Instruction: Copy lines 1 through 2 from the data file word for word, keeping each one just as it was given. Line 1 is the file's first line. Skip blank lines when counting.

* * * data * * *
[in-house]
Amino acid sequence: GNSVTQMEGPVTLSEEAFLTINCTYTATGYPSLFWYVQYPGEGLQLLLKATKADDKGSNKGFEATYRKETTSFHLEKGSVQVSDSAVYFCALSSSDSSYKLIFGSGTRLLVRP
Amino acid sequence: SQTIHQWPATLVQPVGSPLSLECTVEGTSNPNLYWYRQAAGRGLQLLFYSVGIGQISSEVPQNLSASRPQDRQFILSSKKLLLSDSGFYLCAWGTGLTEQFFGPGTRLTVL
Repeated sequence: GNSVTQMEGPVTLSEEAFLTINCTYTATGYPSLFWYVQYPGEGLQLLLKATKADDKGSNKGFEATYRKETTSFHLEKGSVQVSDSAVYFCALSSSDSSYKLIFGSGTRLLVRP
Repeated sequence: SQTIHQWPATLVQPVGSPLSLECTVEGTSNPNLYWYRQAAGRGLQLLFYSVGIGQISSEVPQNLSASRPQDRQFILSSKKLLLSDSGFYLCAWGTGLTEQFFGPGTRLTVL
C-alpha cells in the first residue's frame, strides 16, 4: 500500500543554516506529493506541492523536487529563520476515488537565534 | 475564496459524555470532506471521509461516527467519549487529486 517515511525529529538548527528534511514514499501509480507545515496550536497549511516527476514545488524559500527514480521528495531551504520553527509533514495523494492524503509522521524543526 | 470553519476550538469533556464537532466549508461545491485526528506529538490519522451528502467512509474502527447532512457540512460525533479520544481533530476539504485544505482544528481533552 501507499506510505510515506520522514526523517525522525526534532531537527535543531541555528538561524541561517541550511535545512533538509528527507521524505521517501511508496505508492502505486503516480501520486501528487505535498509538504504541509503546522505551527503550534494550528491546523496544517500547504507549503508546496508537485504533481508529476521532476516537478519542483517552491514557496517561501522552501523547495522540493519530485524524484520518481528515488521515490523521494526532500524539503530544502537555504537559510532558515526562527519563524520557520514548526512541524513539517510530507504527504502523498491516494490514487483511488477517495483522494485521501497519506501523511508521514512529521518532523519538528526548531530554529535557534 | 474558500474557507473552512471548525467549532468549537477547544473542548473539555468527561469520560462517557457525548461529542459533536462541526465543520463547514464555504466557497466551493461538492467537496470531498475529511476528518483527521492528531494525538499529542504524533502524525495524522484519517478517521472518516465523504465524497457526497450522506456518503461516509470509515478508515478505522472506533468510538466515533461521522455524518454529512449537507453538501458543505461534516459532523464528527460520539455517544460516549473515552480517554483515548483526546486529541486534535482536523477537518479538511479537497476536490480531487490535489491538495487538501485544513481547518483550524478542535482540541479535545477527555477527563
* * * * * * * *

[in-house]
Amino acid sequence: GNSVTQMEGPVTLSEEAFLTINCTYTATGYPSLFWYVQYPGEGLQLLLKATKADDKGSNKGFEATYRKETTSFHLEKGSVQVSDSAVYFCALSSSDSSYKLIFGSGTRLLVRP